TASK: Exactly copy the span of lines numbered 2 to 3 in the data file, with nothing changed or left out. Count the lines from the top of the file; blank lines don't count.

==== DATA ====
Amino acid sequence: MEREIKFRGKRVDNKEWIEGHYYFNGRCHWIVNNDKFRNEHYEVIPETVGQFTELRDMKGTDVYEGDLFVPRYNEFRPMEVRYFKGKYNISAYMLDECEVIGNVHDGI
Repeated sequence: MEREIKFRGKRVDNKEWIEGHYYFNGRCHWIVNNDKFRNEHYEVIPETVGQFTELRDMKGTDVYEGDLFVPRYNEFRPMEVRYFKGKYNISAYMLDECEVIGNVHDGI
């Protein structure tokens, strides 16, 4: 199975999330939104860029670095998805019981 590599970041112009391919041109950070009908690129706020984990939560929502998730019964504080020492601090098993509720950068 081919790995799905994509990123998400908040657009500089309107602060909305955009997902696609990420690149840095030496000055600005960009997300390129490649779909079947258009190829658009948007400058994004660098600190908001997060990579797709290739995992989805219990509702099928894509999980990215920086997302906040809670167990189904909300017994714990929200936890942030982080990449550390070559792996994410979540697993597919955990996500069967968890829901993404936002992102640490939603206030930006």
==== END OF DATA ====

Repeated sequence: MEREIKFRGKRVDNKEWIEGHYYFNGRCHWIVNNDKFRNEHYEVIPETVGQFTELRDMKGTDVYEGDLFVPRYNEFRPMEVRYFKGKYNISAYMLDECEVIGNVHDGI
């Protein structure tokens, strides 16, 4: 199975999330939104860029670095998805019981 590599970041112009391919041109950070009908690129706020984990939560929502998730019964504080020492601090098993509720950068 081919790995799905994509990123998400908040657009500089309107602060909305955009997902696609990420690149840095030496000055600005960009997300390129490649779909079947258009190829658009948007400058994004660098600190908001997060990579797709290739995992989805219990509702099928894509999980990215920086997302906040809670167990189904909300017994714990929200936890942030982080990449550390070559792996994410979540697993597919955990996500069967968890829901993404936002992102640490939603206030930006």